Porte ready for bigger personal opportunity in 2013, hoping for a secondary leader slot in Giro
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Wednesday, November 21, 2012

Porte ready for bigger personal opportunity in 2013, hoping for a secondary leader slot in Giro

by VeloNation Press at 10:06 AM EST   comments
Categories: Pro Cycling, Doping
Australian says he’s never used banned substances: ‘Such a different culture then compared to now’

Richie PorteAfter a debut season with the Sky team where he mostly dedicated himself to helping other riders win, Richie Porte has said that he hopes to be able to chase some more personal results in 2013.

The Australian won a stage plus the overall in the Volta ao Algarve last February, but after that gave up his chances in order to back leader Bradley Wiggins to overall success in Paris-Nice, the Tour de Romandie, the Criterium du Dauphiné and the Tour de France.

He also played a supporting role for Michael Rogers when he won the Bayern Rundfahrt.

However despite that work for others, Porte had enough left in the tank to register several strong results in those races. He was third in the Crans Montana time trial in the Tour de Romandie and placed fourth overall, was second in the TT and fourth in Bayern Rundfarht, then finished ninth in the Critérium du Dauphiné.

Towards the end of the year he was fifth and sixth in the Vuelta a España time trials, then placed a fine second on the Bola del Mundo mountain stage.

“I thoroughly enjoyed riding for Brad (Wiggins),” he told Cycling Central. "He's a great guy and a great leader, he understands that you are putting your race on the line to help him.

"But personally I'd like to have a few more opportunities to ride for myself next year. I suppose I'm in the second string of things (behind Froome and Wiggins) - though to be honest it'd be nice to step out of the shadow.

"Of course, that's up to myself as well, it comes down to me. I climbed really well this year, but I didn't time trial like I have in the past, like last year and the year before.

"If I put myself in position, the team is there to support me.”

Porte believes that he could have a chance to prove his worth in the first Grand Tour of the year. “What I've been told, if I'm good at the Giro and I think that's where I'll be riding, I'll be having the sort of role that Chris (Froome) had at the Tour - where he was the last guy that needs to sacrifice himself,” he said.

“We've shown that in such a good strong team, you can have two guys up there on GC. If I can go to the Giro and be sort of the 'back up' guy, there's 100km of time trialling so there's a lot of potential for me if I'm riding well.”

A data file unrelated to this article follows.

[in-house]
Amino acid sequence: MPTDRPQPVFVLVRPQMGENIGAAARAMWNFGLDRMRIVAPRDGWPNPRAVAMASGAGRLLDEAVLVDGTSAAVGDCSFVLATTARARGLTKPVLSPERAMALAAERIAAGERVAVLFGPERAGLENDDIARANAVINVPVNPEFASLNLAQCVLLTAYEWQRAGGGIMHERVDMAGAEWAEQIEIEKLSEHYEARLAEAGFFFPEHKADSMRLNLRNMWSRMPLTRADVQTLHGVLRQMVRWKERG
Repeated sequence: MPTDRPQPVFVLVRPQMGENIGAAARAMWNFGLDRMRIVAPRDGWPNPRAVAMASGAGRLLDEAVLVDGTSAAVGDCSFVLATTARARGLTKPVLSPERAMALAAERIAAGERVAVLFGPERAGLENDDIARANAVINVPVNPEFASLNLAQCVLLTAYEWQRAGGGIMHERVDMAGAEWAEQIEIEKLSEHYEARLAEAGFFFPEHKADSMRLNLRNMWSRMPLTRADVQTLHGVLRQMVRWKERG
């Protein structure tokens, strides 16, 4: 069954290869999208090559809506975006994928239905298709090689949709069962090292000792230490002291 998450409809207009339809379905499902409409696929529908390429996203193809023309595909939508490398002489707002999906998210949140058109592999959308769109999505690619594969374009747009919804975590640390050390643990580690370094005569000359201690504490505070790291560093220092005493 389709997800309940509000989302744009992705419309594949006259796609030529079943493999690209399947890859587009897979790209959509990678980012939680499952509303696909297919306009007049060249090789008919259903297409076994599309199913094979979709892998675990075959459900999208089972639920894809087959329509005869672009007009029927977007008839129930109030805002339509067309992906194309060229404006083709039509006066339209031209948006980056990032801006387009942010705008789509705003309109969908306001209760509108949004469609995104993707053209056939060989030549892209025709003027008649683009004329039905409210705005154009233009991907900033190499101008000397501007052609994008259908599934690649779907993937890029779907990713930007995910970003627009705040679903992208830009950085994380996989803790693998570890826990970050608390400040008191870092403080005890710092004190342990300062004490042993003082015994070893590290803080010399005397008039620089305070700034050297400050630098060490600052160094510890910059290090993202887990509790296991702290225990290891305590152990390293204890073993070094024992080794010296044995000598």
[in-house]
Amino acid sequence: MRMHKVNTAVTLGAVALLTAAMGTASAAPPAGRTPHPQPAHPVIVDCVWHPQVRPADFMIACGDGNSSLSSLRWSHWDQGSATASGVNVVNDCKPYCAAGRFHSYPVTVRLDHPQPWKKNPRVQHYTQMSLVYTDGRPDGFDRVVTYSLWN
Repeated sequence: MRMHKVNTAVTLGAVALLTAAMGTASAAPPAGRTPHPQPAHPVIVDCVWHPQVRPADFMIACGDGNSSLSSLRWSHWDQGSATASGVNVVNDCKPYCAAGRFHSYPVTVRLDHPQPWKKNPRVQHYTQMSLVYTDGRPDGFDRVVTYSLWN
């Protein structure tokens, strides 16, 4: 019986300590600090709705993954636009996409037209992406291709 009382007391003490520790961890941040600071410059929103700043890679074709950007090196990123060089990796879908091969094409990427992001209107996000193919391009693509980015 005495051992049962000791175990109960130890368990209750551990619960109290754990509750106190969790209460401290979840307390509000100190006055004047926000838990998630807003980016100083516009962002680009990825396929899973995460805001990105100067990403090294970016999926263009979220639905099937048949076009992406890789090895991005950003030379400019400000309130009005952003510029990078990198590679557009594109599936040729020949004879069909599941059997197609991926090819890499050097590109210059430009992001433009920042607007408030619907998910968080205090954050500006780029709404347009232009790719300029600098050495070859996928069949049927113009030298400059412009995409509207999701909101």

Porte burst onto the scene when in his first year racing in Europe, the-then Saxo Bank rider infiltrated a crucial break in the 2010 Giro d’Italia, gained time on the race favourites and then took over the race lead on stage eleven. He rode solidly for the remainder of the race and finished up seventh overall.

Later in the year he was fourth overall in the Eneco Tour, in the Tour of Britain and in the world championship time trial.

His second season with the team saw him give up many of his chances in order to help Alberto Contador in his Giro d’Italia –Tour de France campaigns, plus in other races, but a time trial win in the Tour of Denmark showed he was continuing to develop.

The season just finished confirmed that and if things go to plan, he will be able to build on that progression in 2013.

Says culture has completely changed in the sport:

Porte is racing at a time of turmoil for the sport, with the Lance Armstrong/US Postal Service investigation causing rumblings throughout cycling. He’s only been racing three years in Europe, though, and insists that his generation has very little to do with the problems that went on before.

"I think it's nice for us young guys coming through that times have changed and it isn't the cutthroat business it used to be. I'm happy I am starting my career now instead of ten years ago – it’s easy to judge the guys who have recently confessed,” he said. “But it is obvious I think, that it was such a different culture then compared to now.

"All I can say is thank God we aren't faced with those same decisions today."

Porte warns against the assumption that riders keeping quiet about the subject is a sign that omerta continues in cycling, that there is a code of silence which is being preserved.

"I've never doped in my life, and I have no problems speaking out about these things, but sometimes I wonder why would you bother? Doping is such a touchy issue, as soon as you open your mouth you are in someway linked to it all,” he said. “I think people need to respect that not everybody wants to talk about it, that doesn't mean they're enforcing the omerta or they're doped.”


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